I’m also happy with the background, which (when I pay and download a proper photo) shows a view of a downtown city. The colour is also fitting.

The man’s arms read better, but some people were confused and thought Isa just has “man hands”. May have to look more.

Not at all happy with lettering, but being an optimist, I’m sure a solution will come to me, maybe in a dream or in the middle of a meeting.

So there you go. One baby step closer to the finish. Brilliant ideas and suggestions would be much appreciated!


Filed under Self-publishing and marketing

Writing Lessons You Need to Unlearn. Or do you?

An award-winning author, whose first language is not English… there’s hope for me yet! I second his motion of hiring editors, regardless of where you were born.

Nicholas C. Rossis

Grammar allergies Comic by Cyanide and Happiness

Happy Memorial Day, to my American readers!

You see, I may live in Greece, but I know it’s Memorial Day today.  Likewise, English is not my first language.  I was taught English at the tender age of two and a half, alongside Greek.  I had English-speaking au pairs to improve my English, I went to a school with plenty of English courses and I read English books, but I grew up in Greece, had Greek friends and spoke and read Greek on an everyday basis.  Therefore, you can understand why I was concerned when I decided to write in English: I was worried of making the odd silly mistake, having people laugh at my writing skills.  I have studied more grammar and vocabulary websites and books than I care to remember, just to make sure my English was correct. And then I realized that perhaps…

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Filed under Shizzle, Inc.

Shizzle-style book marketing

I know, I’m still weeks away from actually seeing my novel on Amazon, but being a planner I just had to think of a few marketing ideas. For if a book hits an overcrowded marketplace and no one is around to read it, does it make a sound? I mean, of course it doesn’t unless it’s an audiobook, but you know what I mean.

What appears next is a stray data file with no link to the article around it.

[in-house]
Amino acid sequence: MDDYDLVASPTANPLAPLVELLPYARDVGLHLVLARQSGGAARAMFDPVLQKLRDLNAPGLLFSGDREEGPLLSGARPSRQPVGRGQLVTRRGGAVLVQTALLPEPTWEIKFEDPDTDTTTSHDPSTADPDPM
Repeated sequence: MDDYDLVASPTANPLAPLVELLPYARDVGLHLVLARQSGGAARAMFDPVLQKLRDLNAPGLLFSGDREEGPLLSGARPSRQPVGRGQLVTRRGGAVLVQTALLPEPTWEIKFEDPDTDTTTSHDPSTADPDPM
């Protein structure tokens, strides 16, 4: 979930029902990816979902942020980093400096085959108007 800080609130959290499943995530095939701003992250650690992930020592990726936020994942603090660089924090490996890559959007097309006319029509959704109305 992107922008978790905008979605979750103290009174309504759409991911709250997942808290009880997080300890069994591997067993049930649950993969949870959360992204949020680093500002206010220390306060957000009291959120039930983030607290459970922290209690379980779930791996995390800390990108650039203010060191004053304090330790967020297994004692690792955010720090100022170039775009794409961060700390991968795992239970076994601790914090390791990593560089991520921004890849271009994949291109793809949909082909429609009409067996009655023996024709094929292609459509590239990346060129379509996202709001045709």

I looked around to see what others are doing. It’s not pretty. On Twitter, you get spammed by messaged from authors begging you to read whatever it is they wrote. Some of them send out a message once EVERY MINUTE. What can it possibly get you, other than getting blocked, and fast? I can’t even understand some of those messages, #because #they #are #so #full #of #hashtags. Most authors are following other authors, and thus the circle of spam is complete.

I was thinking of doing a blog tour, but the problem is, I’m really shy for an extrovert. Sure, I can chat up a stranger at a party, but I can’t bring myself to ask for help. How do you even contact another writer with “Hey, can I blog on your site about my awesome new book?” without being blocked and reported? I might have to figure this one out eventually, but not now.

Instead, I’ve decided to try some unconventional ideas, the kind of idiotic and rebellious crap my characters would try. I can’t use home-made bombs and kidnapping for obvious legal reasons, but here are a few possibilities:

1. Shock and awe tactics. Like paying a million dollars for a gorgeous blonde to run naked through a footy game, with “Shizzle, Inc” painted across her bum. It worked for Virgin. The problem is that I don’t have a million dollars. I could of course do it myself, but then I could lose my job and possibly my fiancé. For now I’m going with a relatively lame idea of hanging a massive poster off the pedestrian pass over King’s Way. Saying something like #ShizzleInc and maybe a pic of a blonde. It needs work.